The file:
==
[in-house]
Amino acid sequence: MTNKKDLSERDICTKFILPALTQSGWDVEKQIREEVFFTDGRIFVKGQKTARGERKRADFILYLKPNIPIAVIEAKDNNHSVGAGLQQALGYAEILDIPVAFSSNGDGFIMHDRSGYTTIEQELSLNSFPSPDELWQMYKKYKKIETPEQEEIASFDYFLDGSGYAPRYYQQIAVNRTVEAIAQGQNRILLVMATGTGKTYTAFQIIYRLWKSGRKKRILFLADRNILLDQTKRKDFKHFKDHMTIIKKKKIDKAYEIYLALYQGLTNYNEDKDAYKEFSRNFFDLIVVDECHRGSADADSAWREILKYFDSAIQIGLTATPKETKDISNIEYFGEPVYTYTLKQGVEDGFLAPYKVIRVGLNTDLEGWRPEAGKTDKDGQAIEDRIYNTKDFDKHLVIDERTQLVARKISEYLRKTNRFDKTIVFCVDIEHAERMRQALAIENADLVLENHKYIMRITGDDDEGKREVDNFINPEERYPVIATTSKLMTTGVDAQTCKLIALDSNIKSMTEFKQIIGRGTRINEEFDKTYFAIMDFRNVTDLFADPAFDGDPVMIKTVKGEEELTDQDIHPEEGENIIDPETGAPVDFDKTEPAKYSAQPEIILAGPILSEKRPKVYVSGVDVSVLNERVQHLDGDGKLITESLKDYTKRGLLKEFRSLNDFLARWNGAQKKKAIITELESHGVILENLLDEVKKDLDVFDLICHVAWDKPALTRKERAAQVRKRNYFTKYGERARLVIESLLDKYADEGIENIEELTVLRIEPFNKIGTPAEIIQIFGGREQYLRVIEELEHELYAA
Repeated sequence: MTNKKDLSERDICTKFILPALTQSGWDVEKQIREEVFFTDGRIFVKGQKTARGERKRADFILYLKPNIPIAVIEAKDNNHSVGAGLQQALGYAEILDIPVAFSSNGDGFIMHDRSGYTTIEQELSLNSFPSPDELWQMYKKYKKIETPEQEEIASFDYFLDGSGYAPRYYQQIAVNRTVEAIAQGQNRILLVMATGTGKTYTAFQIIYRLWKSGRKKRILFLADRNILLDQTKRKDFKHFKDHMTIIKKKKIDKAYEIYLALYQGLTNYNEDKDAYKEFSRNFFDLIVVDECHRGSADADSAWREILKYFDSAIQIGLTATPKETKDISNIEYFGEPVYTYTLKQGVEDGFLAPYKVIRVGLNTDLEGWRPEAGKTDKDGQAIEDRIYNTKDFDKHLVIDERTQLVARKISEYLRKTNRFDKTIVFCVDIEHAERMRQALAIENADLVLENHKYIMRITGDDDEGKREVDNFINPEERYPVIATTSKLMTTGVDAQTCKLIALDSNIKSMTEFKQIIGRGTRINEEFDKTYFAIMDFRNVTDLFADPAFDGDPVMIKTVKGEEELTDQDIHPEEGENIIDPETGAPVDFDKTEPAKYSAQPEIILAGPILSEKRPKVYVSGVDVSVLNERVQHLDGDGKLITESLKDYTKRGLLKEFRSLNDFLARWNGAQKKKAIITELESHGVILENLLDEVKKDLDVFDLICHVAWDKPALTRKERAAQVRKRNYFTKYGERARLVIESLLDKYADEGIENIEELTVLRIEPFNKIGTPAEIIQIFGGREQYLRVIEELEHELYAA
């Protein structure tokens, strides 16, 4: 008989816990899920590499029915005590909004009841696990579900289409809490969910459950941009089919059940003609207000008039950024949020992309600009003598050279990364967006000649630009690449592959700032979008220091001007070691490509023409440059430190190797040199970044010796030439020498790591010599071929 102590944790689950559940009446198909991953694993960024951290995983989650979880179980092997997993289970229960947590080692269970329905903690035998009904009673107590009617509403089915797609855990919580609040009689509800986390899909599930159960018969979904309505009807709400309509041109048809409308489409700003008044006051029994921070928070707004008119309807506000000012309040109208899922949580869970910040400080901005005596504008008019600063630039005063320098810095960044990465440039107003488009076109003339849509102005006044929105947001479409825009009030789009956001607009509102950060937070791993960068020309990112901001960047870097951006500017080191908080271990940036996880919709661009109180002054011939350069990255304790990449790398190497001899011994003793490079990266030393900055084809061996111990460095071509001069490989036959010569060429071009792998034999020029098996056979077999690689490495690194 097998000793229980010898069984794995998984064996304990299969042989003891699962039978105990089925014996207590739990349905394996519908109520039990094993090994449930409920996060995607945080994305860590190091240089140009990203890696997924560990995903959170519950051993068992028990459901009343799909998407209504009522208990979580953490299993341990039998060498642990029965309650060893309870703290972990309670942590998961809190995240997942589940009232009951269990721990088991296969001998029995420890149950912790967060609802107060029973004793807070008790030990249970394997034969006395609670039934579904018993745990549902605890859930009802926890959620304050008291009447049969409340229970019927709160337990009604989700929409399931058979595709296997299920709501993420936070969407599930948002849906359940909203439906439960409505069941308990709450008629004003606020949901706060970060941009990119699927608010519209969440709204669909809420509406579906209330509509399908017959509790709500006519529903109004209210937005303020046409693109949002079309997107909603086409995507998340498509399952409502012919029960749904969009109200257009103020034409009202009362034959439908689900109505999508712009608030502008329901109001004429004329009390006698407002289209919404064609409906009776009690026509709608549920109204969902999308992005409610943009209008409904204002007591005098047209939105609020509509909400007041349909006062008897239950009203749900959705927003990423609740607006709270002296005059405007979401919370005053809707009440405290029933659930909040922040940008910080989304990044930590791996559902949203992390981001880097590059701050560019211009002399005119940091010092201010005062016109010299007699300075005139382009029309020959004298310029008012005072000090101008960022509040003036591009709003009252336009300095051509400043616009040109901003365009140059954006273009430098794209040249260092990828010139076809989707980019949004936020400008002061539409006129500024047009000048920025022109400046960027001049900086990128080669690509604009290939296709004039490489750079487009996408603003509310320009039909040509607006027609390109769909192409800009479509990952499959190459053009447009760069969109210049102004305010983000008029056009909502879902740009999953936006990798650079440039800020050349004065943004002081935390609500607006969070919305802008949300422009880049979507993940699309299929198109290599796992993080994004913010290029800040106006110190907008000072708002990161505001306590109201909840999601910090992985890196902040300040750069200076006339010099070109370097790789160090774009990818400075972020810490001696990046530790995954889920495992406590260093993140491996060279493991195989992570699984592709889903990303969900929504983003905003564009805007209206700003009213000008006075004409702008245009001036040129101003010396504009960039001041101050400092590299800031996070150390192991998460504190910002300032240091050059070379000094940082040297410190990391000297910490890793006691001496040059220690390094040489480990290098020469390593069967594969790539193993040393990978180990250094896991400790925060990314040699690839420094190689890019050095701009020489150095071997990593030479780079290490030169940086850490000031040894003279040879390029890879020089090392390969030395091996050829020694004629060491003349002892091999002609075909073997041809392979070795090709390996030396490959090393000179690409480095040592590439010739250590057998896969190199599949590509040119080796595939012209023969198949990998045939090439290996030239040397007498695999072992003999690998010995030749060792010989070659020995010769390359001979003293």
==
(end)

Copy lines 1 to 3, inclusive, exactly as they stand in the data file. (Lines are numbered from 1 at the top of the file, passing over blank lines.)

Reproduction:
[in-house]
Amino acid sequence: MTNKKDLSERDICTKFILPALTQSGWDVEKQIREEVFFTDGRIFVKGQKTARGERKRADFILYLKPNIPIAVIEAKDNNHSVGAGLQQALGYAEILDIPVAFSSNGDGFIMHDRSGYTTIEQELSLNSFPSPDELWQMYKKYKKIETPEQEEIASFDYFLDGSGYAPRYYQQIAVNRTVEAIAQGQNRILLVMATGTGKTYTAFQIIYRLWKSGRKKRILFLADRNILLDQTKRKDFKHFKDHMTIIKKKKIDKAYEIYLALYQGLTNYNEDKDAYKEFSRNFFDLIVVDECHRGSADADSAWREILKYFDSAIQIGLTATPKETKDISNIEYFGEPVYTYTLKQGVEDGFLAPYKVIRVGLNTDLEGWRPEAGKTDKDGQAIEDRIYNTKDFDKHLVIDERTQLVARKISEYLRKTNRFDKTIVFCVDIEHAERMRQALAIENADLVLENHKYIMRITGDDDEGKREVDNFINPEERYPVIATTSKLMTTGVDAQTCKLIALDSNIKSMTEFKQIIGRGTRINEEFDKTYFAIMDFRNVTDLFADPAFDGDPVMIKTVKGEEELTDQDIHPEEGENIIDPETGAPVDFDKTEPAKYSAQPEIILAGPILSEKRPKVYVSGVDVSVLNERVQHLDGDGKLITESLKDYTKRGLLKEFRSLNDFLARWNGAQKKKAIITELESHGVILENLLDEVKKDLDVFDLICHVAWDKPALTRKERAAQVRKRNYFTKYGERARLVIESLLDKYADEGIENIEELTVLRIEPFNKIGTPAEIIQIFGGREQYLRVIEELEHELYAA
Repeated sequence: MTNKKDLSERDICTKFILPALTQSGWDVEKQIREEVFFTDGRIFVKGQKTARGERKRADFILYLKPNIPIAVIEAKDNNHSVGAGLQQALGYAEILDIPVAFSSNGDGFIMHDRSGYTTIEQELSLNSFPSPDELWQMYKKYKKIETPEQEEIASFDYFLDGSGYAPRYYQQIAVNRTVEAIAQGQNRILLVMATGTGKTYTAFQIIYRLWKSGRKKRILFLADRNILLDQTKRKDFKHFKDHMTIIKKKKIDKAYEIYLALYQGLTNYNEDKDAYKEFSRNFFDLIVVDECHRGSADADSAWREILKYFDSAIQIGLTATPKETKDISNIEYFGEPVYTYTLKQGVEDGFLAPYKVIRVGLNTDLEGWRPEAGKTDKDGQAIEDRIYNTKDFDKHLVIDERTQLVARKISEYLRKTNRFDKTIVFCVDIEHAERMRQALAIENADLVLENHKYIMRITGDDDEGKREVDNFINPEERYPVIATTSKLMTTGVDAQTCKLIALDSNIKSMTEFKQIIGRGTRINEEFDKTYFAIMDFRNVTDLFADPAFDGDPVMIKTVKGEEELTDQDIHPEEGENIIDPETGAPVDFDKTEPAKYSAQPEIILAGPILSEKRPKVYVSGVDVSVLNERVQHLDGDGKLITESLKDYTKRGLLKEFRSLNDFLARWNGAQKKKAIITELESHGVILENLLDEVKKDLDVFDLICHVAWDKPALTRKERAAQVRKRNYFTKYGERARLVIESLLDKYADEGIENIEELTVLRIEPFNKIGTPAEIIQIFGGREQYLRVIEELEHELYAA